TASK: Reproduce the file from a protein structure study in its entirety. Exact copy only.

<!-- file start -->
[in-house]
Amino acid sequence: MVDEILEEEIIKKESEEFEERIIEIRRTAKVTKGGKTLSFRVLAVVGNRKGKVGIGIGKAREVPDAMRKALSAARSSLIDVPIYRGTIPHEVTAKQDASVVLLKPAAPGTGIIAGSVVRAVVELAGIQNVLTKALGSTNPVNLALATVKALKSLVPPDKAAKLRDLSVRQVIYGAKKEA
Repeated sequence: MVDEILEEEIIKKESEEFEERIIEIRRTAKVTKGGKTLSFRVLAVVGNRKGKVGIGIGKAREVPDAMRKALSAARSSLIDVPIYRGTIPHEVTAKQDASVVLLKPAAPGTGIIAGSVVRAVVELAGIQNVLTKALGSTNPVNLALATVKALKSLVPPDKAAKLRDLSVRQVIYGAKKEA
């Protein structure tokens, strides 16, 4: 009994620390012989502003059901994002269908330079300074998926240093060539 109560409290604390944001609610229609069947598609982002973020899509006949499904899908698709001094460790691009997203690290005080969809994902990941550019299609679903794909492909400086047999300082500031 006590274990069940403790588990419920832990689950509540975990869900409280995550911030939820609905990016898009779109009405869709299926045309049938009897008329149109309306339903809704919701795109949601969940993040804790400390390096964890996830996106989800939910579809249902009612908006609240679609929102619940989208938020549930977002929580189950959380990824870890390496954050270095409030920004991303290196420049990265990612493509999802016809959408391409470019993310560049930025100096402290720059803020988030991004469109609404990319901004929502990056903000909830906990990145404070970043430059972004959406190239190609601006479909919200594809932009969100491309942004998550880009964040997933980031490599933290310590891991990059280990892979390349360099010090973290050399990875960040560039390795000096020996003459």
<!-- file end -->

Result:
[in-house]
Amino acid sequence: MVDEILEEEIIKKESEEFEERIIEIRRTAKVTKGGKTLSFRVLAVVGNRKGKVGIGIGKAREVPDAMRKALSAARSSLIDVPIYRGTIPHEVTAKQDASVVLLKPAAPGTGIIAGSVVRAVVELAGIQNVLTKALGSTNPVNLALATVKALKSLVPPDKAAKLRDLSVRQVIYGAKKEA
Repeated sequence: MVDEILEEEIIKKESEEFEERIIEIRRTAKVTKGGKTLSFRVLAVVGNRKGKVGIGIGKAREVPDAMRKALSAARSSLIDVPIYRGTIPHEVTAKQDASVVLLKPAAPGTGIIAGSVVRAVVELAGIQNVLTKALGSTNPVNLALATVKALKSLVPPDKAAKLRDLSVRQVIYGAKKEA
């Protein structure tokens, strides 16, 4: 009994620390012989502003059901994002269908330079300074998926240093060539 109560409290604390944001609610229609069947598609982002973020899509006949499904899908698709001094460790691009997203690290005080969809994902990941550019299609679903794909492909400086047999300082500031 006590274990069940403790588990419920832990689950509540975990869900409280995550911030939820609905990016898009779109009405869709299926045309049938009897008329149109309306339903809704919701795109949601969940993040804790400390390096964890996830996106989800939910579809249902009612908006609240679609929102619940989208938020549930977002929580189950959380990824870890390496954050270095409030920004991303290196420049990265990612493509999802016809959408391409470019993310560049930025100096402290720059803020988030991004469109609404990319901004929502990056903000909830906990990145404070970043430059972004959406190239190609601006479909919200594809932009969100491309942004998550880009964040997933980031490599933290310590891991990059280990892979390349360099010090973290050399990875960040560039390795000096020996003459």